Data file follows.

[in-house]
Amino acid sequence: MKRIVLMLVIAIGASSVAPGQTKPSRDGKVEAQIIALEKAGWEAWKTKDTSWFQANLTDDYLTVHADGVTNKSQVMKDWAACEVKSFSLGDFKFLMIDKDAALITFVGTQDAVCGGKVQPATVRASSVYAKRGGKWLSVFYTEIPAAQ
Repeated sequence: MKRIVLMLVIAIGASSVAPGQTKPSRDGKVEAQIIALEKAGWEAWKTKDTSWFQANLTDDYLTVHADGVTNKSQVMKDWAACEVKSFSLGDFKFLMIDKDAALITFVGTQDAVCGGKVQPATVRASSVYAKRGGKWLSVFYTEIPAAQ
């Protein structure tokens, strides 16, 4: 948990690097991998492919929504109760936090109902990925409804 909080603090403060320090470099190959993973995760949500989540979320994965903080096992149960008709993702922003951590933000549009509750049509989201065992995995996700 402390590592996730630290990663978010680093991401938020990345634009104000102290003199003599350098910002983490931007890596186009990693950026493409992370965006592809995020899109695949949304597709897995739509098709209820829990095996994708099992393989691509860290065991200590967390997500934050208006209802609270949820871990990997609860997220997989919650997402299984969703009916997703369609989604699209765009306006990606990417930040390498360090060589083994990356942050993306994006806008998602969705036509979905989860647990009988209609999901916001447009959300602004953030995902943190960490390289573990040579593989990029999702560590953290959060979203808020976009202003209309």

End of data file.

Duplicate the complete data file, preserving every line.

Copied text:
[in-house]
Amino acid sequence: MKRIVLMLVIAIGASSVAPGQTKPSRDGKVEAQIIALEKAGWEAWKTKDTSWFQANLTDDYLTVHADGVTNKSQVMKDWAACEVKSFSLGDFKFLMIDKDAALITFVGTQDAVCGGKVQPATVRASSVYAKRGGKWLSVFYTEIPAAQ
Repeated sequence: MKRIVLMLVIAIGASSVAPGQTKPSRDGKVEAQIIALEKAGWEAWKTKDTSWFQANLTDDYLTVHADGVTNKSQVMKDWAACEVKSFSLGDFKFLMIDKDAALITFVGTQDAVCGGKVQPATVRASSVYAKRGGKWLSVFYTEIPAAQ
């Protein structure tokens, strides 16, 4: 948990690097991998492919929504109760936090109902990925409804 909080603090403060320090470099190959993973995760949500989540979320994965903080096992149960008709993702922003951590933000549009509750049509989201065992995995996700 402390590592996730630290990663978010680093991401938020990345634009104000102290003199003599350098910002983490931007890596186009990693950026493409992370965006592809995020899109695949949304597709897995739509098709209820829990095996994708099992393989691509860290065991200590967390997500934050208006209802609270949820871990990997609860997220997989919650997402299984969703009916997703369609989604699209765009306006990606990417930040390498360090060589083994990356942050993306994006806008998602969705036509979905989860647990009988209609999901916001447009959300602004953030995902943190960490390289573990040579593989990029999702560590953290959060979203808020976009202003209309």